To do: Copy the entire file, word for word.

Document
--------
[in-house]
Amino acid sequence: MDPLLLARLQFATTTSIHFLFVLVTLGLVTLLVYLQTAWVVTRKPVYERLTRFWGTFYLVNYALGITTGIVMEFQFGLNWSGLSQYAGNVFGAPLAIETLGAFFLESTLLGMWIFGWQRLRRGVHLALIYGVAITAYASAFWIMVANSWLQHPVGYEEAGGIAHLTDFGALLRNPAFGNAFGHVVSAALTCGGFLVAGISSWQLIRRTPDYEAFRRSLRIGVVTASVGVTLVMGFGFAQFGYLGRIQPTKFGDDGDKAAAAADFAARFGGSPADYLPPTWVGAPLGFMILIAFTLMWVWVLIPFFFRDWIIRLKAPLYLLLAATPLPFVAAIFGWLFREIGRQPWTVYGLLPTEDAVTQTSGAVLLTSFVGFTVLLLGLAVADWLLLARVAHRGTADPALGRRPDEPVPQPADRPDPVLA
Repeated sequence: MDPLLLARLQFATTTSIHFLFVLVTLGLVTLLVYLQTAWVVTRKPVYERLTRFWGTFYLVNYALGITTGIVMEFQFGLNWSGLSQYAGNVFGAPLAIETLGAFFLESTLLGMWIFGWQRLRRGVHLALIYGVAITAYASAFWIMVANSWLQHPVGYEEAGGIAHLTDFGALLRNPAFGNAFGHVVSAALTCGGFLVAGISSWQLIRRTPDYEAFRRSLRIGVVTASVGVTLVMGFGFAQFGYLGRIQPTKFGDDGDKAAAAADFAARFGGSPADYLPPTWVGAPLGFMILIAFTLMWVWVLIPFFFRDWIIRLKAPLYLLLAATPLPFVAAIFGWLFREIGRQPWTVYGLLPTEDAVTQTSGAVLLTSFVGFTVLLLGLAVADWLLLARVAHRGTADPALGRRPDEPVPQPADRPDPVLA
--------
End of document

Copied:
[in-house]
Amino acid sequence: MDPLLLARLQFATTTSIHFLFVLVTLGLVTLLVYLQTAWVVTRKPVYERLTRFWGTFYLVNYALGITTGIVMEFQFGLNWSGLSQYAGNVFGAPLAIETLGAFFLESTLLGMWIFGWQRLRRGVHLALIYGVAITAYASAFWIMVANSWLQHPVGYEEAGGIAHLTDFGALLRNPAFGNAFGHVVSAALTCGGFLVAGISSWQLIRRTPDYEAFRRSLRIGVVTASVGVTLVMGFGFAQFGYLGRIQPTKFGDDGDKAAAAADFAARFGGSPADYLPPTWVGAPLGFMILIAFTLMWVWVLIPFFFRDWIIRLKAPLYLLLAATPLPFVAAIFGWLFREIGRQPWTVYGLLPTEDAVTQTSGAVLLTSFVGFTVLLLGLAVADWLLLARVAHRGTADPALGRRPDEPVPQPADRPDPVLA
Repeated sequence: MDPLLLARLQFATTTSIHFLFVLVTLGLVTLLVYLQTAWVVTRKPVYERLTRFWGTFYLVNYALGITTGIVMEFQFGLNWSGLSQYAGNVFGAPLAIETLGAFFLESTLLGMWIFGWQRLRRGVHLALIYGVAITAYASAFWIMVANSWLQHPVGYEEAGGIAHLTDFGALLRNPAFGNAFGHVVSAALTCGGFLVAGISSWQLIRRTPDYEAFRRSLRIGVVTASVGVTLVMGFGFAQFGYLGRIQPTKFGDDGDKAAAAADFAARFGGSPADYLPPTWVGAPLGFMILIAFTLMWVWVLIPFFFRDWIIRLKAPLYLLLAATPLPFVAAIFGWLFREIGRQPWTVYGLLPTEDAVTQTSGAVLLTSFVGFTVLLLGLAVADWLLLARVAHRGTADPALGRRPDEPVPQPADRPDPVLA